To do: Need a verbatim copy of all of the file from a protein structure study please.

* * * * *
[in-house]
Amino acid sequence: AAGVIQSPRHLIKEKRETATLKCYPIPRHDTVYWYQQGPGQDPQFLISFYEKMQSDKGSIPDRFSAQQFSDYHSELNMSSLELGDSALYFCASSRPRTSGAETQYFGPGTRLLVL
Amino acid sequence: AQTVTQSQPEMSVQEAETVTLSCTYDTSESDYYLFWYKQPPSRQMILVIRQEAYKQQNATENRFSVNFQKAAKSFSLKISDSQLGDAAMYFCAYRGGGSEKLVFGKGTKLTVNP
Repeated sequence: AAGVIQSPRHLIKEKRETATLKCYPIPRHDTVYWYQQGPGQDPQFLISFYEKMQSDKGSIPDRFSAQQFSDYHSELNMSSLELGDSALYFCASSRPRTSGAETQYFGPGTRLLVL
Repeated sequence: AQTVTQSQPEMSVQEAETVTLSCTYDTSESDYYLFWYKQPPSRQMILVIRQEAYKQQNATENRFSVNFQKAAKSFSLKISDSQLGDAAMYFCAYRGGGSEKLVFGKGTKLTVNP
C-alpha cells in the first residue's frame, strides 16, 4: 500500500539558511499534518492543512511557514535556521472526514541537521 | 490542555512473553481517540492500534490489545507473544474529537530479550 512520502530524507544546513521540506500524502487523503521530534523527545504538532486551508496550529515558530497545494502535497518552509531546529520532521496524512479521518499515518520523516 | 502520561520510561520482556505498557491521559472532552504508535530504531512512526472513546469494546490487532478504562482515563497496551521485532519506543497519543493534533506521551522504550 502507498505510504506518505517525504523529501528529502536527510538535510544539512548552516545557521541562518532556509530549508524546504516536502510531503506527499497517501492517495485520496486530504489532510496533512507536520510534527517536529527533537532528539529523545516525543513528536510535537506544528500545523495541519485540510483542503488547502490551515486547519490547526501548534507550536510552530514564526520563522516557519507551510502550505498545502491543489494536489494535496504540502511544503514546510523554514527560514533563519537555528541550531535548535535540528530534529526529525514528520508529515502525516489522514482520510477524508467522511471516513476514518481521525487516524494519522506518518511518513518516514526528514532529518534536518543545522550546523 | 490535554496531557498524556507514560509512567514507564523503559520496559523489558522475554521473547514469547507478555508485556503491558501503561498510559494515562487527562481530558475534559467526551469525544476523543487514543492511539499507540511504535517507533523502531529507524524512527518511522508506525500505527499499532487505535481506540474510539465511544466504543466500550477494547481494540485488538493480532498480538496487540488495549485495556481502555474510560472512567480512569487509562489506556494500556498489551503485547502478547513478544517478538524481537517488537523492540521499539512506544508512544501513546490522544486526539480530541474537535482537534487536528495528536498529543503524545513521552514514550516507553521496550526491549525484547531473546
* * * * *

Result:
[in-house]
Amino acid sequence: AAGVIQSPRHLIKEKRETATLKCYPIPRHDTVYWYQQGPGQDPQFLISFYEKMQSDKGSIPDRFSAQQFSDYHSELNMSSLELGDSALYFCASSRPRTSGAETQYFGPGTRLLVL
Amino acid sequence: AQTVTQSQPEMSVQEAETVTLSCTYDTSESDYYLFWYKQPPSRQMILVIRQEAYKQQNATENRFSVNFQKAAKSFSLKISDSQLGDAAMYFCAYRGGGSEKLVFGKGTKLTVNP
Repeated sequence: AAGVIQSPRHLIKEKRETATLKCYPIPRHDTVYWYQQGPGQDPQFLISFYEKMQSDKGSIPDRFSAQQFSDYHSELNMSSLELGDSALYFCASSRPRTSGAETQYFGPGTRLLVL
Repeated sequence: AQTVTQSQPEMSVQEAETVTLSCTYDTSESDYYLFWYKQPPSRQMILVIRQEAYKQQNATENRFSVNFQKAAKSFSLKISDSQLGDAAMYFCAYRGGGSEKLVFGKGTKLTVNP
C-alpha cells in the first residue's frame, strides 16, 4: 500500500539558511499534518492543512511557514535556521472526514541537521 | 490542555512473553481517540492500534490489545507473544474529537530479550 512520502530524507544546513521540506500524502487523503521530534523527545504538532486551508496550529515558530497545494502535497518552509531546529520532521496524512479521518499515518520523516 | 502520561520510561520482556505498557491521559472532552504508535530504531512512526472513546469494546490487532478504562482515563497496551521485532519506543497519543493534533506521551522504550 502507498505510504506518505517525504523529501528529502536527510538535510544539512548552516545557521541562518532556509530549508524546504516536502510531503506527499497517501492517495485520496486530504489532510496533512507536520510534527517536529527533537532528539529523545516525543513528536510535537506544528500545523495541519485540510483542503488547502490551515486547519490547526501548534507550536510552530514564526520563522516557519507551510502550505498545502491543489494536489494535496504540502511544503514546510523554514527560514533563519537555528541550531535548535535540528530534529526529525514528520508529515502525516489522514482520510477524508467522511471516513476514518481521525487516524494519522506518518511518513518516514526528514532529518534536518543545522550546523 | 490535554496531557498524556507514560509512567514507564523503559520496559523489558522475554521473547514469547507478555508485556503491558501503561498510559494515562487527562481530558475534559467526551469525544476523543487514543492511539499507540511504535517507533523502531529507524524512527518511522508506525500505527499499532487505535481506540474510539465511544466504543466500550477494547481494540485488538493480532498480538496487540488495549485495556481502555474510560472512567480512569487509562489506556494500556498489551503485547502478547513478544517478538524481537517488537523492540521499539512506544508512544501513546490522544486526539480530541474537535482537534487536528495528536498529543503524545513521552514514550516507553521496550526491549525484547531473546